|Zhang, S - UC BERKELEY|
|Singh, J - UC BERKELEY|
|Coleman-Derr, D - UC DAVIS|
|Brar, D - IRRI, PHILIPINES|
|Ning, J - MICHIGAN STATE UNIV|
|Lemaux, P - UC BERKELEY|
Submitted to: Plant Molecular Biology
Publication Type: Peer Reviewed Journal
Publication Acceptance Date: April 26, 2007
Publication Date: May 30, 2007
Citation: Zhang, S., Gu, Y., Singh, J., Coleman-Derr, D., Brar, D., Jiang, N., Lemaux, P. 2007. New Insights into Oryza genome evolution: high gene colinearity and differential retrotransposon amplification. Plant Molecular Biology. 64:589-600. Interpretive Summary: Rice is one of the most important cereal crops and feeds over half the world’s population. To increase yield and quality of rice production, it is of importance to exploit the genetic diversity of Oryza species. The Oryza genus includes 21 wild species and encompasses ten different genome types. Comparative sequence analysis of genomic regions from different genomes will not only provides new means to explore allelic variation in Oryza species, but also offer insights into evolution of the Oryza genomes. In this study, the authors sequenced a large genomic region from a wild rice species, O. brachyantha, which has smallest genome in Oryza genus and grows mainly in Central Africa. The sequenced region contained three DREB1 genes, representing one of the most important genetic loci that are known to play a critical role in stress tolerance. The results indicate that size difference between the two rice genomes are mainly due to the differential amplification of transposable elements. In addition, expression analysis revealed that the DREB1 genes identified in O. brachyantha likely play the same roles in stress tolerance as those found in cultivated rice.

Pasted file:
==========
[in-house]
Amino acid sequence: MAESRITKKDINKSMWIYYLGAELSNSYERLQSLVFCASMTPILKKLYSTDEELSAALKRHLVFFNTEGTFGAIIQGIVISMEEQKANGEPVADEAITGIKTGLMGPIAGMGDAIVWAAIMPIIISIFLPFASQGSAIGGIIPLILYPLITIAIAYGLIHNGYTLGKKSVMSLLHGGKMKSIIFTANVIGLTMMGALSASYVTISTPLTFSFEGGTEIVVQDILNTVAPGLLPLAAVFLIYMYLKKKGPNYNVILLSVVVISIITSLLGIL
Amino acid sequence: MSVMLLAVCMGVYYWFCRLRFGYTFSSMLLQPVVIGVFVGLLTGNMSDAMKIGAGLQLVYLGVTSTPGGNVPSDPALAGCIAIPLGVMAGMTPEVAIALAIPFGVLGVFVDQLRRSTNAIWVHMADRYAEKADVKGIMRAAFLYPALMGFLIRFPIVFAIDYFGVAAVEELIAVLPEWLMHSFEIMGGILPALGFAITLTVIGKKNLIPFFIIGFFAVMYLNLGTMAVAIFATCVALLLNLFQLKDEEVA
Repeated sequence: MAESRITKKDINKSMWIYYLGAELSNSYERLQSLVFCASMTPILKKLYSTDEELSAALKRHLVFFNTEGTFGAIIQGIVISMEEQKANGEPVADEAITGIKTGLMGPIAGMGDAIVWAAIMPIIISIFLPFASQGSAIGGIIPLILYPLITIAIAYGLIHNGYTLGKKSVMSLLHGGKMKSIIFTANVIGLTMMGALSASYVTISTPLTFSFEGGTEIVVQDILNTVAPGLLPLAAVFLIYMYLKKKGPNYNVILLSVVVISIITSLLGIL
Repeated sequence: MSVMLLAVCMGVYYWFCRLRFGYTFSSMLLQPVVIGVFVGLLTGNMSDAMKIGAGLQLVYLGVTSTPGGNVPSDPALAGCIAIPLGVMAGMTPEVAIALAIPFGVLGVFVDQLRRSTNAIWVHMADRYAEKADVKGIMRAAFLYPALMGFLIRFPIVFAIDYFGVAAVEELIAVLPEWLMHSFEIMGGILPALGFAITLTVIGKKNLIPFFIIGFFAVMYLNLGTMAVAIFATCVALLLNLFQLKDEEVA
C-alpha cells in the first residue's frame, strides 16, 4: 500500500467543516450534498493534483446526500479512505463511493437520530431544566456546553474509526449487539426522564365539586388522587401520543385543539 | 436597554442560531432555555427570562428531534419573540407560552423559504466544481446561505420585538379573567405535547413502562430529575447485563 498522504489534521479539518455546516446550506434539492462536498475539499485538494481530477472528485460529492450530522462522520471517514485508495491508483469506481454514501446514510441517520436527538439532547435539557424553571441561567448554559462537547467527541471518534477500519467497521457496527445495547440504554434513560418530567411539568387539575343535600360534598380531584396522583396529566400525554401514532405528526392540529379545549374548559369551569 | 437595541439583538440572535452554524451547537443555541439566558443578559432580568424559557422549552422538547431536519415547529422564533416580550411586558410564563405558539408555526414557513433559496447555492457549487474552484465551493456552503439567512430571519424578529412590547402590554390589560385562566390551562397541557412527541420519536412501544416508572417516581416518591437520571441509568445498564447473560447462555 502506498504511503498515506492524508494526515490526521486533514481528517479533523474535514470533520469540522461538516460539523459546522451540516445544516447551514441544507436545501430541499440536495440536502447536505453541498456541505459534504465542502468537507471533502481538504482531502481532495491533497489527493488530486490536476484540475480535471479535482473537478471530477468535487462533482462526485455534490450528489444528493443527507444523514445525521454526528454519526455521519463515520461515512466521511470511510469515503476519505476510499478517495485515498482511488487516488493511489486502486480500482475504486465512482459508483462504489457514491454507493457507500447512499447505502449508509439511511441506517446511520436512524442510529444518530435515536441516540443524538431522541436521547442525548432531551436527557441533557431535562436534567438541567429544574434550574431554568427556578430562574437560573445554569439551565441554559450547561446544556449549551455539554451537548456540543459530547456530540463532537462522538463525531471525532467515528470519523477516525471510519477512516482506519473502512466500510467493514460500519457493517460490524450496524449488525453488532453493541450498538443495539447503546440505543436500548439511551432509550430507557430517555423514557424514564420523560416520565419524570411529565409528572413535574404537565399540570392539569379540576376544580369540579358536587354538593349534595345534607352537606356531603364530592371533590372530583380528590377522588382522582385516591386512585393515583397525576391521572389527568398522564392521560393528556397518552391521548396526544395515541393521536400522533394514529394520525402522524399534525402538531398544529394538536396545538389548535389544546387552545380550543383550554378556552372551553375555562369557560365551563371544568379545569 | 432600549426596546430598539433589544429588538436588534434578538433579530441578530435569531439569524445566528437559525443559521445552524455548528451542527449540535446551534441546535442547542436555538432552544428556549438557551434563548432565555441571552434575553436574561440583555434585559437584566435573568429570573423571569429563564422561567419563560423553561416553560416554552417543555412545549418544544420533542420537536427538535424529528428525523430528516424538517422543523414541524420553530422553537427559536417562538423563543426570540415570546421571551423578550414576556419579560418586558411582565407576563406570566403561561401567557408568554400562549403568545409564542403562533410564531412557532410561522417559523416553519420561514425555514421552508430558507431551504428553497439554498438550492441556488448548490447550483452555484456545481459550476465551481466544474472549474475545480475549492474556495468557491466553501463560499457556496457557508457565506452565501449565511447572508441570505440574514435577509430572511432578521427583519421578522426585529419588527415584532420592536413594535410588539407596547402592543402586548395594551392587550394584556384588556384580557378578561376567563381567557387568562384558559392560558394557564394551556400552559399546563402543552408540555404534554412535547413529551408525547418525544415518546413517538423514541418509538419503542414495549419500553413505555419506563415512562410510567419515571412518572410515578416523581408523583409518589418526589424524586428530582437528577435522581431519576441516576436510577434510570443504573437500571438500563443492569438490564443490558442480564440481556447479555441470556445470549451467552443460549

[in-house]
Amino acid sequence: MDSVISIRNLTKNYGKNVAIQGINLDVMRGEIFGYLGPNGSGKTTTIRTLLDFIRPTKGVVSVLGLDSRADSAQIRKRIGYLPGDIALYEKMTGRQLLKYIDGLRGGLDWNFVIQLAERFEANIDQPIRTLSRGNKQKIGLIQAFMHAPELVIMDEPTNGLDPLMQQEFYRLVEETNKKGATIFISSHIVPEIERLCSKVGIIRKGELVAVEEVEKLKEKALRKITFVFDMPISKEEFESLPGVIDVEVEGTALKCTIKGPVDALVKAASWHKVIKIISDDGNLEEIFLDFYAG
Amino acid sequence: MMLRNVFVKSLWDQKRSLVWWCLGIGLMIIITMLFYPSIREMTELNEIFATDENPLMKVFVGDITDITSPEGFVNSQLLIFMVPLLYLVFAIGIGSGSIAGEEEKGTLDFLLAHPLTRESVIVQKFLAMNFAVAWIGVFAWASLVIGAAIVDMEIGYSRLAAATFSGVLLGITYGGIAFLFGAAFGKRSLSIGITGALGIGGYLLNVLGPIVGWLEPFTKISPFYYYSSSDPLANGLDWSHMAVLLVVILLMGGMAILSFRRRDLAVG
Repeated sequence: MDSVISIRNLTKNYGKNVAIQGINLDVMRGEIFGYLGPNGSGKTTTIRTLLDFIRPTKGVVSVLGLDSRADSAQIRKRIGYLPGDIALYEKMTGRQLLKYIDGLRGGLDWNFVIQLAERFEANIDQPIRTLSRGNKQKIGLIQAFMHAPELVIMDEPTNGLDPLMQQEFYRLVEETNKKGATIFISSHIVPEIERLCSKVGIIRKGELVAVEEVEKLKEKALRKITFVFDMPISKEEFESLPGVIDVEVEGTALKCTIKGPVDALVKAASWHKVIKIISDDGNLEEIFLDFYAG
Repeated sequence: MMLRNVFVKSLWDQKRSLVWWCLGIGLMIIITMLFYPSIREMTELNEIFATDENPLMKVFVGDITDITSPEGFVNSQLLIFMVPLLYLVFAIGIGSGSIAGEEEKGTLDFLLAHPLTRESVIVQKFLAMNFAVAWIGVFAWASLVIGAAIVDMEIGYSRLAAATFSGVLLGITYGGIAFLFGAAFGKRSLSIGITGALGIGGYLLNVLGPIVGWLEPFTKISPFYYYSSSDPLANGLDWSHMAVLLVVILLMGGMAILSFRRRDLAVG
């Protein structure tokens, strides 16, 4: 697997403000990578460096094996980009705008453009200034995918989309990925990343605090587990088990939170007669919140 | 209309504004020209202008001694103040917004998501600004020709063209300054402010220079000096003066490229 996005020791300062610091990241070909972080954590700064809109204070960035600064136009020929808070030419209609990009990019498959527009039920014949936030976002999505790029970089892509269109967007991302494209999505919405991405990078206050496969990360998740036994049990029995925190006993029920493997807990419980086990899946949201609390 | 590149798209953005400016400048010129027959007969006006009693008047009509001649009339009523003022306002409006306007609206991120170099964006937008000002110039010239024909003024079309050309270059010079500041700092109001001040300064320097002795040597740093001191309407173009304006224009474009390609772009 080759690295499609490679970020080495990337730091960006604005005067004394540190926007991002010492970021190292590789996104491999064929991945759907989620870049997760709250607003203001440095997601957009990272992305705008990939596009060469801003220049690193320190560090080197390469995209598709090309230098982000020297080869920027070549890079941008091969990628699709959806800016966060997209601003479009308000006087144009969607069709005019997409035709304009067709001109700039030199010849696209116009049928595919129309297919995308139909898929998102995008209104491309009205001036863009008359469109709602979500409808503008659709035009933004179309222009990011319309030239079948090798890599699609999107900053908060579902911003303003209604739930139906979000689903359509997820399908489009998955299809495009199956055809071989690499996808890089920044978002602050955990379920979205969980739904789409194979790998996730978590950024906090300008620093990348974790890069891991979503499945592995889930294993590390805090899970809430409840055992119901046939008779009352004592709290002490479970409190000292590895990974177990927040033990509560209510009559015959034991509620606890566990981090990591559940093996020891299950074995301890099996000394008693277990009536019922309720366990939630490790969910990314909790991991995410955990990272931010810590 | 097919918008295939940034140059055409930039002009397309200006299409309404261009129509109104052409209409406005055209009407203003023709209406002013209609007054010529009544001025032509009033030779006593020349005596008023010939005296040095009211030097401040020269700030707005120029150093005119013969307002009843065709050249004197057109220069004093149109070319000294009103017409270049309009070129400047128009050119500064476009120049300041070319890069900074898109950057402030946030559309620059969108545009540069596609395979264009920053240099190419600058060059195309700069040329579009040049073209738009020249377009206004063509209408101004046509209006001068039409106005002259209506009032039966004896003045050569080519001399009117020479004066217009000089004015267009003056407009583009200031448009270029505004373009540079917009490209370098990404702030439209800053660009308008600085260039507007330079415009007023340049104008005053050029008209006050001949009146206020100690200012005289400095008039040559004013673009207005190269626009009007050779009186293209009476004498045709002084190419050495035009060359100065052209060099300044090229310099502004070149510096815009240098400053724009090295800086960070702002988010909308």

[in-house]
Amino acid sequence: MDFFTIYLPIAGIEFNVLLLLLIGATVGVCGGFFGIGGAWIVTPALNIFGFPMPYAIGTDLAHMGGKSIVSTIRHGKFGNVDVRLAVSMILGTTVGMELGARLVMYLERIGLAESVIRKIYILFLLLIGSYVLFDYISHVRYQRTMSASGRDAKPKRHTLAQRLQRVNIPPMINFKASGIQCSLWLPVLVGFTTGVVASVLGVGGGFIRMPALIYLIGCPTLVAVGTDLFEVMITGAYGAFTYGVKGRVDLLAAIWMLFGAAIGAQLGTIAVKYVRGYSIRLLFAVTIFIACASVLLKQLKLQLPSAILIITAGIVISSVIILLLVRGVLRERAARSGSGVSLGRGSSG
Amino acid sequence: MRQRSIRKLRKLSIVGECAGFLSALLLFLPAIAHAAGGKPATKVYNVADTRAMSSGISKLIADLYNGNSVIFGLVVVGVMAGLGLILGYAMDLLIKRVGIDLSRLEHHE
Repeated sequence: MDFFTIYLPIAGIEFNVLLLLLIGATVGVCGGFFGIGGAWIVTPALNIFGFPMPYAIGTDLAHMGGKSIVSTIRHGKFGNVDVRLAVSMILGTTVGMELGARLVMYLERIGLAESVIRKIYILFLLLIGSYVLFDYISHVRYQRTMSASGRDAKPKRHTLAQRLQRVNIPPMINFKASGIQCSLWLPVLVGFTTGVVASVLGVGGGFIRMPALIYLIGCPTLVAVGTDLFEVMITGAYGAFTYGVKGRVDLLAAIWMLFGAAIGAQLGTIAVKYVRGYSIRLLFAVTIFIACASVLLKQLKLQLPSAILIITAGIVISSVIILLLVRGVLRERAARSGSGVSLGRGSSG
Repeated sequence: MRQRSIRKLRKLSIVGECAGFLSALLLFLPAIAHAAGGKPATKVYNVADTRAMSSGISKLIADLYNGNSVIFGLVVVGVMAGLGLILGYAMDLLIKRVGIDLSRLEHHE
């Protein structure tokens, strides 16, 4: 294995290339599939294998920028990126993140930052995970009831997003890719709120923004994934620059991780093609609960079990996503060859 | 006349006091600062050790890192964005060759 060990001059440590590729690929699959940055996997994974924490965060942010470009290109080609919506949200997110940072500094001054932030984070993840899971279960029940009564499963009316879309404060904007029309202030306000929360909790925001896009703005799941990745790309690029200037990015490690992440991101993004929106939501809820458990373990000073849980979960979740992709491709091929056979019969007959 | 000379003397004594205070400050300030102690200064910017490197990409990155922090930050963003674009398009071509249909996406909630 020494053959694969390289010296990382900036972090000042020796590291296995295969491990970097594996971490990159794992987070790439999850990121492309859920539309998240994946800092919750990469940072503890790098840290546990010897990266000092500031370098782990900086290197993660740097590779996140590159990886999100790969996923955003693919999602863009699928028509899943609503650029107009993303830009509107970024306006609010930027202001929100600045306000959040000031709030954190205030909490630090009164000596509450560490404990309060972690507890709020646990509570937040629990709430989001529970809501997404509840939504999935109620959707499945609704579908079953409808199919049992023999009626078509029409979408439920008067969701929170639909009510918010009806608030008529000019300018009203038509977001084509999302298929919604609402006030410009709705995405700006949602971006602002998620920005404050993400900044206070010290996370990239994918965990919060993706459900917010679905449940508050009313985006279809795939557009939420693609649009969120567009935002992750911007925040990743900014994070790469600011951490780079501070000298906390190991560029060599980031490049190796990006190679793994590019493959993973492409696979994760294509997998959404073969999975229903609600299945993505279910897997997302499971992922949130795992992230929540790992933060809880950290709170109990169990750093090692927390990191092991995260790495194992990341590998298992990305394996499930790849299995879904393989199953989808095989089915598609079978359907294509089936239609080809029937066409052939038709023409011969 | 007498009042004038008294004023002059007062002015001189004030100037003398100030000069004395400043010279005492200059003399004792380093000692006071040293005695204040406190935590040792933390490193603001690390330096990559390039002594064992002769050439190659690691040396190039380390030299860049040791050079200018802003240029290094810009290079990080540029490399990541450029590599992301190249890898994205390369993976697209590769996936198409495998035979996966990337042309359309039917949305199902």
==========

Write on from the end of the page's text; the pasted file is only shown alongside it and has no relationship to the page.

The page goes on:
Technical Abstract: A genomic region (~247kb) from an FF genome, wild Oryza species, O. brachyantha L., was sequenced and compared to the orthologous region (~450 kb) from AA genome rice, O. sativa L. ssp japonica ¬ the first such comparison reported between cultivated Oryza and a distantly related wild species. Among the 38 genes identified in this region in O. brachyantha, 37 are colinear with orthologous genes in japonica; with eight inverted due to a single large inversion event. Nucleotide sequence identities of orthologous genes range from 60¬90%; analyses of nucleotide substitutions in coding regions suggest the two genomes diverged ~10 mya. Although intergenic regions are generally more diverged, conserved segments of uncharacterized functionality are present in some regions. Comparison of transposable elements (TEs) in this region revealed that in O. brachyantha insertion density of DNA TEs (Class II) is comparable to that of japonica; however, density of RNA TEs (Class I) is dramatically lower (47%) and there are markedly fewer TEs that are > 1 kb. These differences in TEs, particularly RNA TEs, explain the major size variation between the genomes of sativa and brachyantha, the Oryza species with the smallest genome. Comparative analyses of TEs present in BAC end sequences from six wild and one cultivated Oryza species were consistent with these results. The genomic fraction represented by RNA TEs in O. sativa is more than two times that of O. brachyantha; there is a four-fold variation in the genomic fraction of RNA TEs among the species studied. RT-PCR analyses of three DREB1 genes, ObDREB1a, ObDREB1b, and ObDREB1m, in the sequenced region showed that orthologous genes from O. brachyantha and O. sativa share a similar pattern of expression in response to cold stress. Demonstration of expression of ObDREB1m from O. brachyantha implies potential function for this pseudogene.